GT: When I first started trying to get into writing, the idea of finding a home for any work of mine seemed far-fetched. Still, I wrote with home in mind. Also, I was a much slower writer than I am now, and I was not yet used to deadlines or scrapping much of my work as I do now. I was overly attached to every single page I wrote. I’d often write with the fantasy in my head that whatever page I was working on would be published. Now, I write less with home in mind, but I trim things down with this in mind. I try to write under the mindset that nobody needs to read what I’m writing, and nobody will see it if I don’t want them to. That helps me be a bit more honest and discuss embarrassing things. Then, later I’ll go back and try to shape it into something I can submit to literary journals or publishers.
I also found a real home in the act of writing itself. Writing isn’t always fun; often, it can downright suck. But I can’t live without it. There is no other activity or skill I’ve ever been so passionate about or have felt a calling for. I felt like something was missing during the years of my life that I didn’t engage in the act of writing.
HL: I love what you said about writing less with home in mind and now trimming things down (with home in mind). When I’m reading someone’s writing, I always try to frame their words within a context of home, a home, a room, or a blueprint.
Having written both an essay collection and a recent poetry collection, can you tell us a bit about your writing process and how it differs between genres, specifically, if you approach each creation differently or dive in? Are there different blueprints for each genre you work within, or are they all housed within the same structure?
GT: I like this question. I always wonder how other people do it. I’m not sure if the way I organize my stories is a good practice or not, but it works for me; I often wonder if I could find a better way. The way I write differs upon each genre.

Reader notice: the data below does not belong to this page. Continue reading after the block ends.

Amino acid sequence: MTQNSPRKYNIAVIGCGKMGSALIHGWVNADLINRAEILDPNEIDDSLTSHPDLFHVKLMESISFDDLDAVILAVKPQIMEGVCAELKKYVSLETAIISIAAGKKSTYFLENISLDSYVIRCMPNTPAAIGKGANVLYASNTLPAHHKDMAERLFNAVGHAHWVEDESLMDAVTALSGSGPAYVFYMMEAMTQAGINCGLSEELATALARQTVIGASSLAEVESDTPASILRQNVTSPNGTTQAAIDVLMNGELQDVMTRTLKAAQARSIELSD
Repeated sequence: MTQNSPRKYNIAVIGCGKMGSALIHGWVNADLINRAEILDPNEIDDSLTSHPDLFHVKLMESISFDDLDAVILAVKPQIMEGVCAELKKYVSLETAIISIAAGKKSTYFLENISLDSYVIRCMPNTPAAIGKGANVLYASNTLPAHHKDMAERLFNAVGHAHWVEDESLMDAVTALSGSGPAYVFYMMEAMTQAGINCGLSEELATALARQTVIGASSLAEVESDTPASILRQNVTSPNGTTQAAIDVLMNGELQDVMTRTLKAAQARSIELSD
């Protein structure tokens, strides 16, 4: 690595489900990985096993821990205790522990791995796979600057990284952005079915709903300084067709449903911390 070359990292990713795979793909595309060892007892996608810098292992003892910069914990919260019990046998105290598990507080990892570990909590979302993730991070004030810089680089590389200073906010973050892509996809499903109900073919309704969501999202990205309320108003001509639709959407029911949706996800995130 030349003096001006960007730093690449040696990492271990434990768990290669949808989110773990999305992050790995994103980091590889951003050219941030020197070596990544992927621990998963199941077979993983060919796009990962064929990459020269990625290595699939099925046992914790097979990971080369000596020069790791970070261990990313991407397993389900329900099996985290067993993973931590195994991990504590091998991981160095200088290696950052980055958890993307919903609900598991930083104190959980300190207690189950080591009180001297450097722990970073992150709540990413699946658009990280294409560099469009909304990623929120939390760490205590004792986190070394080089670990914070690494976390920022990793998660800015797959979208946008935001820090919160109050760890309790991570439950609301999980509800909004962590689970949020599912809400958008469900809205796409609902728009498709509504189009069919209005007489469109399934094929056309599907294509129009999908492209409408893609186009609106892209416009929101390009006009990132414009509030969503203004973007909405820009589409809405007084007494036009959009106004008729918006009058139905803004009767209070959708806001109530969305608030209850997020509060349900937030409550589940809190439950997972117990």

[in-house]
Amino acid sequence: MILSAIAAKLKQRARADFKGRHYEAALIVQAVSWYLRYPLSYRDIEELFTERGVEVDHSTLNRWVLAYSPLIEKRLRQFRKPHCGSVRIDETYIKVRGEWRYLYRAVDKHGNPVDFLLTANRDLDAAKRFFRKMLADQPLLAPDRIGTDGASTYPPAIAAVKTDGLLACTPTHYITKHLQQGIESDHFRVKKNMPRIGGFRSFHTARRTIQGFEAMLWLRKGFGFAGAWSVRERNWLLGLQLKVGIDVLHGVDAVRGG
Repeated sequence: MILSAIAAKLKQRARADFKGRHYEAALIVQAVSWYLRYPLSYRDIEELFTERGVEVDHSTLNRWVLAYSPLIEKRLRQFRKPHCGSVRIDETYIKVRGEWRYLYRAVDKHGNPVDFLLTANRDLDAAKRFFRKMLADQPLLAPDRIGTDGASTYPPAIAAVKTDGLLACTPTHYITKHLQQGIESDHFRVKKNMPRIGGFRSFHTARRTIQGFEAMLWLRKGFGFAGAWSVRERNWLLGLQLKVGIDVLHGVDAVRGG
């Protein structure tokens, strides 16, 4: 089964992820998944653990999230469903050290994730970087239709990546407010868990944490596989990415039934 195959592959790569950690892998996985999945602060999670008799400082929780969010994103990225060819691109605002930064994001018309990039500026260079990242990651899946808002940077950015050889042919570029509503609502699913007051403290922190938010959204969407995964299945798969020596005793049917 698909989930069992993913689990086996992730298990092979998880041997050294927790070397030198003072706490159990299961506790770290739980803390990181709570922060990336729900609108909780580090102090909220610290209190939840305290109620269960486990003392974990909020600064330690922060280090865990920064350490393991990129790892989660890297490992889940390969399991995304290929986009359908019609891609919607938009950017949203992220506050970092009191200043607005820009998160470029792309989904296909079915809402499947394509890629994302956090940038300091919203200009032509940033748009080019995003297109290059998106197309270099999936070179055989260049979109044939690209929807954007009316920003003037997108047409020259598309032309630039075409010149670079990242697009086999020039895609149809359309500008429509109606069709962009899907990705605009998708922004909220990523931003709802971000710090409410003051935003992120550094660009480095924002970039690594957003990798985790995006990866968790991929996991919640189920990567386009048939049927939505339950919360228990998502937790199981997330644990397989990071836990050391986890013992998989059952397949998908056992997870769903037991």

For journalism/reporting, I often start with transcribing quotes and then build the story from there, or sometimes I’ll start with the lead and work down. Though usually, I find I can come up with a more compelling lead if I write everything under first. For memoir or braided nonfiction essays, I imagine a timeline, and I try to keep my writing contained to that timeline and pivotal points within it. I often jump in and start writing at one pivotal and then zoom out and zoom back into another, plugging away bit by bit. For poetry, I’m all over the place. For Star 67, I took a few poems that I had already written and used them as a jumping-off point to organize the book and write other poems within the themes. I shuffled around physical printed pages to do so, as I was suggested to do at a Tupelo Press Manuscript conference last year. It helped my intended themes become more concrete, and once the foundation/skeleton was clear, everything else fell into place. With a new poetry book I completed called Employment, I wrote a poem for each job I had, and I did so in a linear way, so that framework was refreshing and allowed me to focus on the subject matter at hand.